Improved Pressure Response Representation And Reduction Of Numerical Dispersion Effects In Reservoir Simulation Conference Paper uri icon


  • Abstract A study has been made of the effects of numerical dispersion in reservoir simulation. A one-dimensional two-phase (water-oil) numerical model has been used in this investigation. Instead of the regular single-point upstream transmissibilities, a new technique is proposed which consists of keeping track of the position of the displacement front, and using an interblock pseudo transmissibility. It is shown that a very significant reduction of the numerical dispersion of flood fronts and much improved representation of pressure history are obtained when using these modifications. The applicability and effectiveness of this technique is illustrated by comparisons of numerical examples with theoretical and data published in the literature. The method proposed in this study can be implemented in any finite-difference reservoir simulator without much reprogramming effort, provided the displacement process to be simulated can be described by the Buckley-Leverett theory. Introduction The flow of fluids in porous media is described by non-linear partial differential equations which have analytical solutions only for a limited number cases. Since each reservoir is a unique system, general reservoir simulators have been developed which use finite difference methods in solving these equations. In these numerical simulators, the reservoir is divided into a number of discrete blocks (cells) and a system of mathematical equations is used to calculate pressures and saturations at the grid block faces. pressures and saturations at the grid block faces. Several different schemes have been proposed in order to evaluate the fluid mobilities; these are: single-point upstream, downstream, mid-point weighting, and two-point upstream. Of these, the usual procedure adopted is to evaluate these terms by using the procedure adopted is to evaluate these terms by using the single-point scheme, either because of the oscillation and instabilities that some of them have, or because of the programming efforts involved. The use of the single-point upstream mobility has been proved to cause excessive numerical dispersion of flood fronts for some problems. Also, when simulating unfavorable mobility ratio displacements, the pressure profile will present a physically unrealistic pressure profile will present a physically unrealistic stepwise behavior when the displacing phase enters a new cell. Thus, the calculated pressure drops and the saturation profiles will be in error if upstream mobilities are used. Todd, et al., presented an alternative to the single-point scheme by introducing a two-point upstream weighting scheme. They demonstrated that an improvement in accuracy is obtained when using this method om implicit pressure-explicit saturation type models. A modified version of the two-point upstream weighting scheme has been introduced by Wheatley which allows its implementation in fully implicit or IMPES simulators. The results were compared with an analytical solution and it was shown that the differences between the analytical and the numerical results is reduced when using this technique. However, no results have been reported at adverse mobility ratios when using the two-point upstream weithting scheme. Other methods have been proposed to alleviate the numerical dispersion problem. These nine-point finite difference schemes are in disadvantage with respect to the regular five point finite difference approximation because of the extra computer time that is required to solve the resultant system of equations. Leventhal describes the use of the fourth order operator compact implicit (OCI) method in the simulation of an immiscible water flood. The results were compared with the analytical solution of Buckley and Leverett, conventional finite difference methods using the single-point upstream method and also with variational methods.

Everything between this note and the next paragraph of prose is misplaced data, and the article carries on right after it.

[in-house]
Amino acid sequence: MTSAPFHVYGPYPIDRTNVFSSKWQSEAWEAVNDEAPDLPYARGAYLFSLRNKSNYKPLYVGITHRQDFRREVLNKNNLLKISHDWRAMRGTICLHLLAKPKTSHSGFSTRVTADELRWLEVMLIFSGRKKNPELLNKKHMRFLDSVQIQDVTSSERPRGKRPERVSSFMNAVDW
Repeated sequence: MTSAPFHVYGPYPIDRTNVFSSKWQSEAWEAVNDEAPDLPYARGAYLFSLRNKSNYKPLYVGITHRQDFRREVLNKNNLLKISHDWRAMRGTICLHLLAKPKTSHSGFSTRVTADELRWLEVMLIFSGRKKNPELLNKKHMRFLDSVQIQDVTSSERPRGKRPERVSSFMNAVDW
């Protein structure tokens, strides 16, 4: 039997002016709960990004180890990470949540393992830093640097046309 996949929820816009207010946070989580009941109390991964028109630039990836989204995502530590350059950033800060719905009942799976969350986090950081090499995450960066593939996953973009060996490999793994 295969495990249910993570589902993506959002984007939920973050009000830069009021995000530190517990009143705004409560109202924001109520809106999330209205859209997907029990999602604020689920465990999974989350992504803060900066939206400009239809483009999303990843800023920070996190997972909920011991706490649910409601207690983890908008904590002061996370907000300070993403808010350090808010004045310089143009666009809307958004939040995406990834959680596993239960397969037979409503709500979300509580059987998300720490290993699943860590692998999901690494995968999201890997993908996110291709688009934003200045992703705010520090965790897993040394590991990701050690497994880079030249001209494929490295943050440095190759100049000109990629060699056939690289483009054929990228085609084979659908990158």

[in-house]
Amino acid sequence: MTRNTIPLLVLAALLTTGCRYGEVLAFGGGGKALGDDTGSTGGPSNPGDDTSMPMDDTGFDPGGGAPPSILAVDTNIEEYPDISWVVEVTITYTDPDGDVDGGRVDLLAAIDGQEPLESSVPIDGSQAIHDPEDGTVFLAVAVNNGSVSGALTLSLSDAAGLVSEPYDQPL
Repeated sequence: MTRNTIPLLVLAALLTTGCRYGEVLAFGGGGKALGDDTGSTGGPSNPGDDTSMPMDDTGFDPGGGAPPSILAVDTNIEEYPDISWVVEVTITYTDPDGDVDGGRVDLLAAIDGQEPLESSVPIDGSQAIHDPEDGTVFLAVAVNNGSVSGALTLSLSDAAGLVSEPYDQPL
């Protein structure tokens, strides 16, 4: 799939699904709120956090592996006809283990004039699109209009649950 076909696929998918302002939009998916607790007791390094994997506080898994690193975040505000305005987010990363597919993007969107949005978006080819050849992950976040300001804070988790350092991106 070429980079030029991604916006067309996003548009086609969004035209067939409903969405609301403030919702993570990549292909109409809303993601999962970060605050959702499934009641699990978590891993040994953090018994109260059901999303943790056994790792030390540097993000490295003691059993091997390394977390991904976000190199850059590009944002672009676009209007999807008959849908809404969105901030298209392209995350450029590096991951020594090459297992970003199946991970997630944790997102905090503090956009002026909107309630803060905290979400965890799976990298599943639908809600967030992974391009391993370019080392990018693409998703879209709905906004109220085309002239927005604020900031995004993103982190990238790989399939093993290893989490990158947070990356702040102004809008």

name of conference

  • All Days

published proceedings

  • All Days

author list (cited authors)

  • Laprea-Bigott, M., & Morse, R. A.

citation count

  • 5

complete list of authors

  • Laprea-Bigott, Marcelo||Morse, Richard A

publication date

  • January 1980